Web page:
• Independently verify any offer for assistance
  • Don’t provide payments or bank account information to unverified sources

 

Remember, fraud can be avoided with basic prevention and awareness. And if it sounds too good to be true, it probably is.

 

 

Ensure the physical and psychological safety and security of your organization. Talk to us.

 

For security resources, behavioral health solutions and real-time front lines information, visit us at www.r3c.com, email us at info@r3c.com or call us at 866-927-0184.

 

For more information from our Subject Matter Expert’s regarding COVID-19, check out some of our other daily blogs:

Behavioral Health Blog: https://r3c.com/news-and-events/covid-19-daily-behavioral-health-blogs/

 

 

 

4/8/2020

Social Distancing and Stay at Home Orders Are An Enforcement Challenge

 

As we all wait for the COVID-19 curve to flatten and start to recede, the calls by state governments to observe social distancing and comply with stay at home orders is becoming and enforcement challenge in many places. By know news reports of crowded beaches in Florida, people dining in groups at busy restaurants all over the world and crowded national parks have become common place. As a result some government agencies are having to work hard at enforcing the rules.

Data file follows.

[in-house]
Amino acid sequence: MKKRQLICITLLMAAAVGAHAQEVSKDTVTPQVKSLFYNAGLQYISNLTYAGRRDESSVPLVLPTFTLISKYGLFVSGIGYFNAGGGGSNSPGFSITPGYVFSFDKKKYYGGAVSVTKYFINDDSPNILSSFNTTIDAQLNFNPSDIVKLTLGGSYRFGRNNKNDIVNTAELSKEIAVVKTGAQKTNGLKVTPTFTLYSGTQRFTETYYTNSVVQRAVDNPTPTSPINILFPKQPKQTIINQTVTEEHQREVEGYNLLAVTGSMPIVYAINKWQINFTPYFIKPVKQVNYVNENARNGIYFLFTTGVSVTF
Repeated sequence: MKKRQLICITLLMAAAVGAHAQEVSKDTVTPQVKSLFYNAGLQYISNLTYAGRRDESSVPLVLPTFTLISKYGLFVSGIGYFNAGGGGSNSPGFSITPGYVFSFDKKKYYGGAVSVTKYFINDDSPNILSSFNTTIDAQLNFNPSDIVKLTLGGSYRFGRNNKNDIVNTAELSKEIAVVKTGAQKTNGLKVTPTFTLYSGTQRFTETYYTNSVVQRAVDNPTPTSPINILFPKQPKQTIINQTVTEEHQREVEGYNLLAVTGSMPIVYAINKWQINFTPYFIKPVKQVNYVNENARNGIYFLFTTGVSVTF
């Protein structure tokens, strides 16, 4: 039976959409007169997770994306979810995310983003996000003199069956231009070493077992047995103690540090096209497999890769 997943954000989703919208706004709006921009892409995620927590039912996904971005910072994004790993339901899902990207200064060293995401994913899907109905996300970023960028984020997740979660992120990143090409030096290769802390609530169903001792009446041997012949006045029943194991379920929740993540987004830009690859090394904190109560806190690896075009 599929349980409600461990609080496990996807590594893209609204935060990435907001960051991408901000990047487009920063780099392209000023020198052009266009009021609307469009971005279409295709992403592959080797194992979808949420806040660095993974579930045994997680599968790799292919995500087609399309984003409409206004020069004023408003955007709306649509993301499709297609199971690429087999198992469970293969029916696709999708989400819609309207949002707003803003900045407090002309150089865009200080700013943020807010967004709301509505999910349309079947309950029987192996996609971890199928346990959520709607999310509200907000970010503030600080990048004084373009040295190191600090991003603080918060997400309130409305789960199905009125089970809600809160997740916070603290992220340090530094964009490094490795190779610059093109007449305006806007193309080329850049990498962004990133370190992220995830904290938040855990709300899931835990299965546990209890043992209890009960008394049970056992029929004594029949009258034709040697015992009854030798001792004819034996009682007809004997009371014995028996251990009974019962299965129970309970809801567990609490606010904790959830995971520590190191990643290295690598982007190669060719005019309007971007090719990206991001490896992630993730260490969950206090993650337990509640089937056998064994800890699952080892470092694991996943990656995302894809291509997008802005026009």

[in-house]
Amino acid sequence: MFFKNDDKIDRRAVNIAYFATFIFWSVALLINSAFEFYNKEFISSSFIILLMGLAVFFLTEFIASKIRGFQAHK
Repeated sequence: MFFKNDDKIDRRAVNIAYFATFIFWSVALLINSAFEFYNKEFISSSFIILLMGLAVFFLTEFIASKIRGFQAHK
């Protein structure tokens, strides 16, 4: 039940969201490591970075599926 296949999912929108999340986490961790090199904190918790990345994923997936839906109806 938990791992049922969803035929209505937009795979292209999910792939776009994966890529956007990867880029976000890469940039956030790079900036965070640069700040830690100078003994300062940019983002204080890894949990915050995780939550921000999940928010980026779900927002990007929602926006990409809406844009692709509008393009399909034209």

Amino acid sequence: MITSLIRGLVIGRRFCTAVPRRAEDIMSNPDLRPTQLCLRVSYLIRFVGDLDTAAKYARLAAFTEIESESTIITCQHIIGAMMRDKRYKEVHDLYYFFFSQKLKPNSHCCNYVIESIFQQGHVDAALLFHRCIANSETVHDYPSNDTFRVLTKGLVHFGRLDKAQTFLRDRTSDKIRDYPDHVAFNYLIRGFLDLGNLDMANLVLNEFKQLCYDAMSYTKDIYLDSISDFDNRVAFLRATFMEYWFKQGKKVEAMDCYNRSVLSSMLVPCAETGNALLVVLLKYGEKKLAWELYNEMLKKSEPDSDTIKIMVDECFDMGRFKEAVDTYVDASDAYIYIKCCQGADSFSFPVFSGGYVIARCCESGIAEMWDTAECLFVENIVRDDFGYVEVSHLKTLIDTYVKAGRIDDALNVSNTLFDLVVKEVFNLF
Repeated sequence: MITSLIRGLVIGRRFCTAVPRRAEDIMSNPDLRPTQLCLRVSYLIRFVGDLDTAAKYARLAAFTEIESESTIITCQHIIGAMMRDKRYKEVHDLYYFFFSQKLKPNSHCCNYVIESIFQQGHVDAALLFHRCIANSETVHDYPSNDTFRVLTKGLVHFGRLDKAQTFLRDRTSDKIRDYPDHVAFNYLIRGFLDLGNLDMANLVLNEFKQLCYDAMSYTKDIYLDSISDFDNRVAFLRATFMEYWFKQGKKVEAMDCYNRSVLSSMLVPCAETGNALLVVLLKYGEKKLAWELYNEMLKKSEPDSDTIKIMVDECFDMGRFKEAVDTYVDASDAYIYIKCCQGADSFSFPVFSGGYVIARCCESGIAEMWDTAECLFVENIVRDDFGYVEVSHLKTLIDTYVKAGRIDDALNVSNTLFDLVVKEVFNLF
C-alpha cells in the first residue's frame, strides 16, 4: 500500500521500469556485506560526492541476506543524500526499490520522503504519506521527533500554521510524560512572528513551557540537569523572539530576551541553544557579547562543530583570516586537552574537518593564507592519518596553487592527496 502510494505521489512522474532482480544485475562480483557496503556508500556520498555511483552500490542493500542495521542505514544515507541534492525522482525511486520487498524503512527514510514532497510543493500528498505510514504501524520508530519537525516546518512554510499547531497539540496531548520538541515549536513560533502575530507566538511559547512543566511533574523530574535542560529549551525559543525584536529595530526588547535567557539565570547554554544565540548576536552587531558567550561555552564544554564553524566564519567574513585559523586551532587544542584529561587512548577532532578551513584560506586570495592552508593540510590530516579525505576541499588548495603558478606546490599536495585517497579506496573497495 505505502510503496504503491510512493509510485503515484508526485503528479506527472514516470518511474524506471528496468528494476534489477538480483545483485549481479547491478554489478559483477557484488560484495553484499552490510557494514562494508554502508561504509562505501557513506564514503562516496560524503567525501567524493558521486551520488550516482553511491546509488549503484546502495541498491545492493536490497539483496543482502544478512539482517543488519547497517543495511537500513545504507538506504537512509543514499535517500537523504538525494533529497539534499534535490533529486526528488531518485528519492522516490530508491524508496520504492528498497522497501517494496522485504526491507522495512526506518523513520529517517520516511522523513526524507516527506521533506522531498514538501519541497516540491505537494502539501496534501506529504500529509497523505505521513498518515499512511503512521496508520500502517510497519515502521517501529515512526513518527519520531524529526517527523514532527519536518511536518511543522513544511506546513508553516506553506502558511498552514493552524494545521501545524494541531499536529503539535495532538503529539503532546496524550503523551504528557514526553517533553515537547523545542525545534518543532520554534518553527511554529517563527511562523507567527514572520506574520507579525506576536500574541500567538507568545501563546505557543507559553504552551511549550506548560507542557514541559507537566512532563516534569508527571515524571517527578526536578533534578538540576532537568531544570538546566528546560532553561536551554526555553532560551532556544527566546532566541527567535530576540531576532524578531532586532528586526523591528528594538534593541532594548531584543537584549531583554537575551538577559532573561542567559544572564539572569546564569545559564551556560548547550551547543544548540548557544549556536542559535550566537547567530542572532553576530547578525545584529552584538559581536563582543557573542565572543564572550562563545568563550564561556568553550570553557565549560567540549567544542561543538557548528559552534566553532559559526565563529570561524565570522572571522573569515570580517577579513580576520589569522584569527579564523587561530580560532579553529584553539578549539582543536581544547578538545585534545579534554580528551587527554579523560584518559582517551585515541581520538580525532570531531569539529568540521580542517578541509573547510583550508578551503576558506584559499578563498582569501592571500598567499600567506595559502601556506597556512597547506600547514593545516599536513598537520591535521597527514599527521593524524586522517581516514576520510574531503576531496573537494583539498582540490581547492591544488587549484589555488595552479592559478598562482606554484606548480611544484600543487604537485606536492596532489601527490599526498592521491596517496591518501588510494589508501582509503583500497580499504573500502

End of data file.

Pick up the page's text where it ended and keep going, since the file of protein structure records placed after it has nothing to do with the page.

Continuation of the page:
The same is occurring at cities all over the United States as staying at home is increasingly becoming a burden for many people.

 

Recent reports as late as today, April 8, 2020, indicate we are reaching the apex of infections and a downward trend is in sight. Until then it is important to continue to adhere to stay at home orders as requested by state governments.

 

Ensure the physical and psychological safety and security of your organization. Talk to us.

 

For security resources, behavioral health solutions and real-time front lines information, visit us at www.r3c.com, email us at info@r3c.com or call us at 866-927-0184.

 

For more information from our Subject Matter Expert’s regarding COVID-19, check out some of our other daily blogs:

Daily Behavioral Health Blog: https://r3c.com/news-and-events/covid-19-daily-behavioral-health-blogs/

 

 

4/6/2020

Tempers Run High as COVID-19 Crisis Continues

 

Tempers are running high as many people are in self-quarantine and the COVID-19 crisis is ongoing. Recent examples demonstrate how this epidemic is impacting the world’s population, causing high rates of anxiety and stress in a variety of settings and locations around the world.

 

 

The longer this crisis goes on, including shelter in place government orders, the more anxiety is likely to increase, and emotions continue to run high. We can expect to see continued instability and possibly acts of violence for the short term until these conditions change for the better and people are able to return to whatever the new normal will be.

 

If you find yourself in need of leaving your home during the shelter in place period consider following these tips to stay safe:

 

  • Be alert and practice situational awareness.
  • Don’t be distracted by your smartphone when out and about.